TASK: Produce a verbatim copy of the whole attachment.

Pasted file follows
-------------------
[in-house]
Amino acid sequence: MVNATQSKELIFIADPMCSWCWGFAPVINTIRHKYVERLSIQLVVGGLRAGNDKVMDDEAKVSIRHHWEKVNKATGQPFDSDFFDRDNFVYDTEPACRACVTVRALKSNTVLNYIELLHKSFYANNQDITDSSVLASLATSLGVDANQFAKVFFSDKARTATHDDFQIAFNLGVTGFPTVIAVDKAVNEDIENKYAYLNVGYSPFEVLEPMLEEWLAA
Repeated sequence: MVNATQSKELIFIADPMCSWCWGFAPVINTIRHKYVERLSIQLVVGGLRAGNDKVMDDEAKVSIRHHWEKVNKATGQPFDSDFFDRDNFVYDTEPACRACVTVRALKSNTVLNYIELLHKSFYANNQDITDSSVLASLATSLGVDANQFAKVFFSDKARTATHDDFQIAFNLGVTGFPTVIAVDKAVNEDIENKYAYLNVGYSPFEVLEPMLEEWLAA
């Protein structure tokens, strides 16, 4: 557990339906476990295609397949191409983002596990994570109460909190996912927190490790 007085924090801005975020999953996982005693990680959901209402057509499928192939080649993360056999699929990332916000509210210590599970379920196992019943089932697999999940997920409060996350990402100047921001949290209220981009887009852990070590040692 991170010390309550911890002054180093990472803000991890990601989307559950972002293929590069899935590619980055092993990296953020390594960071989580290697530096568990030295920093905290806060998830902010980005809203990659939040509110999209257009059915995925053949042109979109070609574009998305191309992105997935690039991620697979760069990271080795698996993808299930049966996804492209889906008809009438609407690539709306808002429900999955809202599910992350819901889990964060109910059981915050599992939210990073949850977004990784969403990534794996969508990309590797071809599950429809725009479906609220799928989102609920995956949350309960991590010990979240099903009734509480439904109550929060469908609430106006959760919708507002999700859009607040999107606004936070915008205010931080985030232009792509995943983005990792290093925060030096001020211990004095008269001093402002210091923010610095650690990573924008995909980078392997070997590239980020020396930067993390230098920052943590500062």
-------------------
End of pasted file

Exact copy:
[in-house]
Amino acid sequence: MVNATQSKELIFIADPMCSWCWGFAPVINTIRHKYVERLSIQLVVGGLRAGNDKVMDDEAKVSIRHHWEKVNKATGQPFDSDFFDRDNFVYDTEPACRACVTVRALKSNTVLNYIELLHKSFYANNQDITDSSVLASLATSLGVDANQFAKVFFSDKARTATHDDFQIAFNLGVTGFPTVIAVDKAVNEDIENKYAYLNVGYSPFEVLEPMLEEWLAA
Repeated sequence: MVNATQSKELIFIADPMCSWCWGFAPVINTIRHKYVERLSIQLVVGGLRAGNDKVMDDEAKVSIRHHWEKVNKATGQPFDSDFFDRDNFVYDTEPACRACVTVRALKSNTVLNYIELLHKSFYANNQDITDSSVLASLATSLGVDANQFAKVFFSDKARTATHDDFQIAFNLGVTGFPTVIAVDKAVNEDIENKYAYLNVGYSPFEVLEPMLEEWLAA
């Protein structure tokens, strides 16, 4: 557990339906476990295609397949191409983002596990994570109460909190996912927190490790 007085924090801005975020999953996982005693990680959901209402057509499928192939080649993360056999699929990332916000509210210590599970379920196992019943089932697999999940997920409060996350990402100047921001949290209220981009887009852990070590040692 991170010390309550911890002054180093990472803000991890990601989307559950972002293929590069899935590619980055092993990296953020390594960071989580290697530096568990030295920093905290806060998830902010980005809203990659939040509110999209257009059915995925053949042109979109070609574009998305191309992105997935690039991620697979760069990271080795698996993808299930049966996804492209889906008809009438609407690539709306808002429900999955809202599910992350819901889990964060109910059981915050599992939210990073949850977004990784969403990534794996969508990309590797071809599950429809725009479906609220799928989102609920995956949350309960991590010990979240099903009734509480439904109550929060469908609430106006959760919708507002999700859009607040999107606004936070915008205010931080985030232009792509995943983005990792290093925060030096001020211990004095008269001093402002210091923010610095650690990573924008995909980078392997070997590239980020020396930067993390230098920052943590500062």